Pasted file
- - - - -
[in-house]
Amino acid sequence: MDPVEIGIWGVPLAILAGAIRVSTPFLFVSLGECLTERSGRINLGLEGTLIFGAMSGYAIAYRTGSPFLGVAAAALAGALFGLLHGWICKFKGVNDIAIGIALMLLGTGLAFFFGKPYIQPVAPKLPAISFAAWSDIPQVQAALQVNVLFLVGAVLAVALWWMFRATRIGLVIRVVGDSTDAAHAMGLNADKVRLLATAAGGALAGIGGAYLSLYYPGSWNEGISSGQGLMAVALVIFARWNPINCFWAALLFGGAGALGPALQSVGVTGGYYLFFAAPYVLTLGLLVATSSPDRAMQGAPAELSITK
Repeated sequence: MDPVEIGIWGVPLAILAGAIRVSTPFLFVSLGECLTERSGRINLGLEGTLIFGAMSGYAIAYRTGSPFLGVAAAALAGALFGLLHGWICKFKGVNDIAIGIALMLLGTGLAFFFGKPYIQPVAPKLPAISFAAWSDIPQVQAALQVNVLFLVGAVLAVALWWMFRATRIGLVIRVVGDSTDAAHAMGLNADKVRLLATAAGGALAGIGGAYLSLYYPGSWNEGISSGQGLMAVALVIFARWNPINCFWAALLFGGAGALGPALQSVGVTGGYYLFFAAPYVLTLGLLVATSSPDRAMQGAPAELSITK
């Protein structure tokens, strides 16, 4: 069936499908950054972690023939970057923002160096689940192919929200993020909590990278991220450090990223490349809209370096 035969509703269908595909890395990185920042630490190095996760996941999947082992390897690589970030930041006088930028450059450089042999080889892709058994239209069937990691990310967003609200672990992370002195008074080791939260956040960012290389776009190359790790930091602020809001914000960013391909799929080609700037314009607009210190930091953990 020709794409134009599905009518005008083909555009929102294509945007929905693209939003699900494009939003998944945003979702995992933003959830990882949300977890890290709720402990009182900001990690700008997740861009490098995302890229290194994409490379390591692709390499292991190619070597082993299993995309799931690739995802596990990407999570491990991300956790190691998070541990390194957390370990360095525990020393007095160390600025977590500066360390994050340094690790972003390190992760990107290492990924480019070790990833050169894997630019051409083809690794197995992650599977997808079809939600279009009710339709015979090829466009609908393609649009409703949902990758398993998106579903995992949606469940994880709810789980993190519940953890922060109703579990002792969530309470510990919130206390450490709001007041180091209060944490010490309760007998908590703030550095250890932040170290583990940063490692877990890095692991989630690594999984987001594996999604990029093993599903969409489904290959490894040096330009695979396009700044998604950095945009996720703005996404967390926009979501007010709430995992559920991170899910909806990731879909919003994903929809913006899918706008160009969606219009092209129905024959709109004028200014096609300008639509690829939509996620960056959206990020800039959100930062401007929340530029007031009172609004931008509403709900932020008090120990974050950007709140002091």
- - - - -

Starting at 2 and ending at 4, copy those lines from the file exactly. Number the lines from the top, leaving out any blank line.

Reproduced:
Amino acid sequence: MDPVEIGIWGVPLAILAGAIRVSTPFLFVSLGECLTERSGRINLGLEGTLIFGAMSGYAIAYRTGSPFLGVAAAALAGALFGLLHGWICKFKGVNDIAIGIALMLLGTGLAFFFGKPYIQPVAPKLPAISFAAWSDIPQVQAALQVNVLFLVGAVLAVALWWMFRATRIGLVIRVVGDSTDAAHAMGLNADKVRLLATAAGGALAGIGGAYLSLYYPGSWNEGISSGQGLMAVALVIFARWNPINCFWAALLFGGAGALGPALQSVGVTGGYYLFFAAPYVLTLGLLVATSSPDRAMQGAPAELSITK
Repeated sequence: MDPVEIGIWGVPLAILAGAIRVSTPFLFVSLGECLTERSGRINLGLEGTLIFGAMSGYAIAYRTGSPFLGVAAAALAGALFGLLHGWICKFKGVNDIAIGIALMLLGTGLAFFFGKPYIQPVAPKLPAISFAAWSDIPQVQAALQVNVLFLVGAVLAVALWWMFRATRIGLVIRVVGDSTDAAHAMGLNADKVRLLATAAGGALAGIGGAYLSLYYPGSWNEGISSGQGLMAVALVIFARWNPINCFWAALLFGGAGALGPALQSVGVTGGYYLFFAAPYVLTLGLLVATSSPDRAMQGAPAELSITK
């Protein structure tokens, strides 16, 4: 069936499908950054972690023939970057923002160096689940192919929200993020909590990278991220450090990223490349809209370096 035969509703269908595909890395990185920042630490190095996760996941999947082992390897690589970030930041006088930028450059450089042999080889892709058994239209069937990691990310967003609200672990992370002195008074080791939260956040960012290389776009190359790790930091602020809001914000960013391909799929080609700037314009607009210190930091953990 020709794409134009599905009518005008083909555009929102294509945007929905693209939003699900494009939003998944945003979702995992933003959830990882949300977890890290709720402990009182900001990690700008997740861009490098995302890229290194994409490379390591692709390499292991190619070597082993299993995309799931690739995802596990990407999570491990991300956790190691998070541990390194957390370990360095525990020393007095160390600025977590500066360390994050340094690790972003390190992760990107290492990924480019070790990833050169894997630019051409083809690794197995992650599977997808079809939600279009009710339709015979090829466009609908393609649009409703949902990758398993998106579903995992949606469940994880709810789980993190519940953890922060109703579990002792969530309470510990919130206390450490709001007041180091209060944490010490309760007998908590703030550095250890932040170290583990940063490692877990890095692991989630690594999984987001594996999604990029093993599903969409489904290959490894040096330009695979396009700044998604950095945009996720703005996404967390926009979501007010709430995992559920991170899910909806990731879909919003994903929809913006899918706008160009969606219009092209129905024959709109004028200014096609300008639509690829939509996620960056959206990020800039959100930062401007929340530029007031009172609004931008509403709900932020008090120990974050950007709140002091």